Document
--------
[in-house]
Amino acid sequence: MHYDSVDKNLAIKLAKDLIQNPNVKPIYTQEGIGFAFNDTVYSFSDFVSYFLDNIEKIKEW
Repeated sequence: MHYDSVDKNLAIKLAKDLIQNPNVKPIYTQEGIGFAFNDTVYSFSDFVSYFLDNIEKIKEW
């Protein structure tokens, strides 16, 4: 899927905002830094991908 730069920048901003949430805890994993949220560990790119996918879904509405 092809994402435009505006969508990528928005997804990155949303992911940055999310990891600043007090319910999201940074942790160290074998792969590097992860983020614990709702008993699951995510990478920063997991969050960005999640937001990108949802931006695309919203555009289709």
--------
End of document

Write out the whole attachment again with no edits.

[in-house]
Amino acid sequence: MHYDSVDKNLAIKLAKDLIQNPNVKPIYTQEGIGFAFNDTVYSFSDFVSYFLDNIEKIKEW
Repeated sequence: MHYDSVDKNLAIKLAKDLIQNPNVKPIYTQEGIGFAFNDTVYSFSDFVSYFLDNIEKIKEW
């Protein structure tokens, strides 16, 4: 899927905002830094991908 730069920048901003949430805890994993949220560990790119996918879904509405 092809994402435009505006969508990528928005997804990155949303992911940055999310990891600043007090319910999201940074942790160290074998792969590097992860983020614990709702008993699951995510990478920063997991969050960005999640937001990108949802931006695309919203555009289709």